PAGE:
On a quiet Tuesday afternoon in March, I got a phone call from a publisher: they were accepting my novel for publication. It was the first acceptance I’d ever received.
Let me tell you what that feels like: Euphoria. It feels like Christmas Day and winning the lottery and being handed your dreams on a silver platter. It’s black text on a white screen that says, “You aren’t just a writer; you’re an author.” It is the best feeling in the entire world.
But reality hits pretty quickly.
I had no idea what to expect when I signed the contract for Whiteout. I follow a lot of authors on social media, had seem them talk about the publishing process, so I thought I had a good idea of what was to come.
I most definitely did not.
If I could go back in time, I’d tell myself three simple things:
- Stop procrastinating. No, seriously. Deadlines come faster than you’d think.
- You will feel like a fraud at least three times a day. You’re not.
- It’s okay to say ‘no’.
The last one has been the hardest for me to accept. The publisher asks if you can get a manuscript in by a specific date. Friends assume they can read your book (unedited, unpublished, for free). Your family want mentions in the dedication. Strangers in airports see that you’re writing and want to know all about it.
I’ve slowly learned to say No. I wish I’d known from the start that it was okay to do so; I would have saved myself a lot of stress. To say, “No, you can read the book once it’s published.” Or to take a deep breath and admit that, “No, I won’t be able to meet that deadline, can we push it back?”
I don’t want to let anyone down. People believe in me: the publisher, my family, random strangers. They have expectations, and the pressure to meet and surpass those expectations can be crippling.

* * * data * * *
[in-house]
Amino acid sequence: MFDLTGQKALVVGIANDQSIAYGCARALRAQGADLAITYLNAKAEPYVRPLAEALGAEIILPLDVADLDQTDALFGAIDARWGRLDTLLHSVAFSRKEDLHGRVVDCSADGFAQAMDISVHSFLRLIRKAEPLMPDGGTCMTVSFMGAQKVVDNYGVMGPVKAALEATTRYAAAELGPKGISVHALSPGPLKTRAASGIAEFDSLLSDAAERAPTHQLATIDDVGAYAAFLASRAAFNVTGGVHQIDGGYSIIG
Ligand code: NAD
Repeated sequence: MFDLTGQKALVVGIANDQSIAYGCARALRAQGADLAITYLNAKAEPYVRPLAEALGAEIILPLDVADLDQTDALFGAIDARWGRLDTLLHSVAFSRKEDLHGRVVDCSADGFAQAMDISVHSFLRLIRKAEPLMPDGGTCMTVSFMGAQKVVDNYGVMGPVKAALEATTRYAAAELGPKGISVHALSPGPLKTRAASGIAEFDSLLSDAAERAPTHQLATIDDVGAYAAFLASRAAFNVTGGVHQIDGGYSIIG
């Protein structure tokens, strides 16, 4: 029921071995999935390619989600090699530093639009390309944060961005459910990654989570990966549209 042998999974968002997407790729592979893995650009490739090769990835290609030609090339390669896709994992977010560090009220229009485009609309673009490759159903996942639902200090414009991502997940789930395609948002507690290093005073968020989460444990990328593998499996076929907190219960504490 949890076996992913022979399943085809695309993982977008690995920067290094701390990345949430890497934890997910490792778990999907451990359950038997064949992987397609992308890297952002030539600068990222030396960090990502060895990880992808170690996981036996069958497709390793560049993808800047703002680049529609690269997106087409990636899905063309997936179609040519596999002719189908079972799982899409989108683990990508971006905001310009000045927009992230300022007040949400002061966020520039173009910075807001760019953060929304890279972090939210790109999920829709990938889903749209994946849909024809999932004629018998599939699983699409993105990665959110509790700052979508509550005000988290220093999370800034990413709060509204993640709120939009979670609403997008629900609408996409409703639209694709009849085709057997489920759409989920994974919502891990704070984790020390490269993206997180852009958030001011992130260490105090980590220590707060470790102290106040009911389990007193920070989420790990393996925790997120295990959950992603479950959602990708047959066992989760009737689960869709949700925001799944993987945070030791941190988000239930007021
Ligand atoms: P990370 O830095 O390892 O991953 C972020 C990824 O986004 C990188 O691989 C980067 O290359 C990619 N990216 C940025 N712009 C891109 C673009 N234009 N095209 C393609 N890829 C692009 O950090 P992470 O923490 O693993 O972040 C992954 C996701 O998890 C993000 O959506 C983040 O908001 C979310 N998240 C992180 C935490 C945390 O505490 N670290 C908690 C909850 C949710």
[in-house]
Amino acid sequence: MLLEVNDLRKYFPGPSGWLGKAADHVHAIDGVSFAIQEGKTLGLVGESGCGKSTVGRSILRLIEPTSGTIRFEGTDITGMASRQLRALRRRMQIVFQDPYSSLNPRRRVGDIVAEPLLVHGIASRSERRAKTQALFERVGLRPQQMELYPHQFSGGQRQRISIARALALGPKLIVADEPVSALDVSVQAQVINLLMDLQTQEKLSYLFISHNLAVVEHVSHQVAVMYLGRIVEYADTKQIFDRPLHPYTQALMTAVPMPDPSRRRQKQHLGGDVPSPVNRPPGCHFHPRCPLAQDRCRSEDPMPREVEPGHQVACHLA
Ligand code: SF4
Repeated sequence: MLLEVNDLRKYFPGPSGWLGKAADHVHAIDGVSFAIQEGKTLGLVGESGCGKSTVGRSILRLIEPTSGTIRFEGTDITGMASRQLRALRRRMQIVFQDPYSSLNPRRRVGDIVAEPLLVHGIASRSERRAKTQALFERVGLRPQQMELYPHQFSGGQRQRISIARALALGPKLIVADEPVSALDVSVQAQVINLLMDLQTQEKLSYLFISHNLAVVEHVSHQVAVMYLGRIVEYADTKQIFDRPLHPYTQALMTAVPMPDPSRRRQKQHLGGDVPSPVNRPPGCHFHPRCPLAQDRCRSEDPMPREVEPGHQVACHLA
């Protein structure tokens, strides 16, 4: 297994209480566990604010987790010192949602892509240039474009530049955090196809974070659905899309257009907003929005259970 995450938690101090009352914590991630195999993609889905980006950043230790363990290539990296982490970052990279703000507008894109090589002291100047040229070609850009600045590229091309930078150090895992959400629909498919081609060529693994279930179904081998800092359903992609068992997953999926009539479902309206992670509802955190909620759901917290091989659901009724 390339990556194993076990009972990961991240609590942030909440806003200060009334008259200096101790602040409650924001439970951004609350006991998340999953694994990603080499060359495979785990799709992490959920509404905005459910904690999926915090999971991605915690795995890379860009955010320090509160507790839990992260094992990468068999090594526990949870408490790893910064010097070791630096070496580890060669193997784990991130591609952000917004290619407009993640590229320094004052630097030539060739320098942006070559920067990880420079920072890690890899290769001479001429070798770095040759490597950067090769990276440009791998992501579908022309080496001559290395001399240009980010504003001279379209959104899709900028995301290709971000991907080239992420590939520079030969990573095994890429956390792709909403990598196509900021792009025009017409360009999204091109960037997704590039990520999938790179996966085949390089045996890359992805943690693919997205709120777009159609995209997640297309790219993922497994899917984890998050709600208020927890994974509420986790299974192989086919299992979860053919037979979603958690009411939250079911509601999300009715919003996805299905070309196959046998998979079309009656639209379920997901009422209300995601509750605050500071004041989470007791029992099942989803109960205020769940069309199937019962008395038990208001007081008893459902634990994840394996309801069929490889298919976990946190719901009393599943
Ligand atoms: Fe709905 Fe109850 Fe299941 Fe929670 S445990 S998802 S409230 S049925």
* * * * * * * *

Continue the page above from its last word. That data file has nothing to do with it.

But the hardest person to say No to has been myself… because I don’t want to let myself down, either.
So to my past self, I want to say:
No, you don’t have to write every day.
No, you don’t have to feel guilty because you spent the weekend watching Netflix instead of editing.
No, it’s not healthy to spend nine straight hours in front of the computer.
But most importantly? No, you don’t have to meet other people’s expectations… only your own.
I’m starting to learn how to say No, both to others and to myself. I’m learning more about writing, and editing. And the more I learn, the more I understand that saying “No” is okay sometimes.
Elyse is an author and world-traveler, whose unique life experiences have helped to shape the stories that she wants to tell. She writes romances with LGBTQ+ characters and relationships, and believes that every person deserves a Happily Ever After. When she’s not staring futilely at her computer screen, Elyse spends her time adding stamps to her passport, catching up on her terrifying TBR list, and learning to be a better adult.